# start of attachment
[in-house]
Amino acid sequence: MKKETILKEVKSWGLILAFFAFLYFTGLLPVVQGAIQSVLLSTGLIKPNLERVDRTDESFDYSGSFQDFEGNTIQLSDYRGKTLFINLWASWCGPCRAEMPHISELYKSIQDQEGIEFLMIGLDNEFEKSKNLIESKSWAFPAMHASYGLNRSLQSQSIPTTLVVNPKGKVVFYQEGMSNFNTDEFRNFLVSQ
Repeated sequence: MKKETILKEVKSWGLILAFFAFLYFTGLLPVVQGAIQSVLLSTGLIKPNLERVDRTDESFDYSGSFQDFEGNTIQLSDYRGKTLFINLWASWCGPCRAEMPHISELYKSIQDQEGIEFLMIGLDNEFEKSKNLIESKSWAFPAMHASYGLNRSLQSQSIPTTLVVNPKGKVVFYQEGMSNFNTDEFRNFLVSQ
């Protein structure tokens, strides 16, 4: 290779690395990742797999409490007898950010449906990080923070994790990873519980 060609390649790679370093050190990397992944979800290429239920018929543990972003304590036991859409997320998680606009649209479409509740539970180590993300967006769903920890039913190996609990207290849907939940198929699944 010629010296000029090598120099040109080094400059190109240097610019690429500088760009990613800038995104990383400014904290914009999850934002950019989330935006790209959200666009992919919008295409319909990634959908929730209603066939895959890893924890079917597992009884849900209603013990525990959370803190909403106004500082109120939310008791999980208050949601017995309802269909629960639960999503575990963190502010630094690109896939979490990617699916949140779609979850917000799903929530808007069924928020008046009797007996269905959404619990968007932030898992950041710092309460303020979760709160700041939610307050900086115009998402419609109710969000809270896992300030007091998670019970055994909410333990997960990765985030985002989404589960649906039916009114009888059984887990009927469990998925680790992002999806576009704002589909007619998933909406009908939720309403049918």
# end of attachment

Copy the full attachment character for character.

[in-house]
Amino acid sequence: MKKETILKEVKSWGLILAFFAFLYFTGLLPVVQGAIQSVLLSTGLIKPNLERVDRTDESFDYSGSFQDFEGNTIQLSDYRGKTLFINLWASWCGPCRAEMPHISELYKSIQDQEGIEFLMIGLDNEFEKSKNLIESKSWAFPAMHASYGLNRSLQSQSIPTTLVVNPKGKVVFYQEGMSNFNTDEFRNFLVSQ
Repeated sequence: MKKETILKEVKSWGLILAFFAFLYFTGLLPVVQGAIQSVLLSTGLIKPNLERVDRTDESFDYSGSFQDFEGNTIQLSDYRGKTLFINLWASWCGPCRAEMPHISELYKSIQDQEGIEFLMIGLDNEFEKSKNLIESKSWAFPAMHASYGLNRSLQSQSIPTTLVVNPKGKVVFYQEGMSNFNTDEFRNFLVSQ
């Protein structure tokens, strides 16, 4: 290779690395990742797999409490007898950010449906990080923070994790990873519980 060609390649790679370093050190990397992944979800290429239920018929543990972003304590036991859409997320998680606009649209479409509740539970180590993300967006769903920890039913190996609990207290849907939940198929699944 010629010296000029090598120099040109080094400059190109240097610019690429500088760009990613800038995104990383400014904290914009999850934002950019989330935006790209959200666009992919919008295409319909990634959908929730209603066939895959890893924890079917597992009884849900209603013990525990959370803190909403106004500082109120939310008791999980208050949601017995309802269909629960639960999503575990963190502010630094690109896939979490990617699916949140779609979850917000799903929530808007069924928020008046009797007996269905959404619990968007932030898992950041710092309460303020979760709160700041939610307050900086115009998402419609109710969000809270896992300030007091998670019970055994909410333990997960990765985030985002989404589960649906039916009114009888059984887990009927469990998925680790992002999806576009704002589909007619998933909406009908939720309403049918």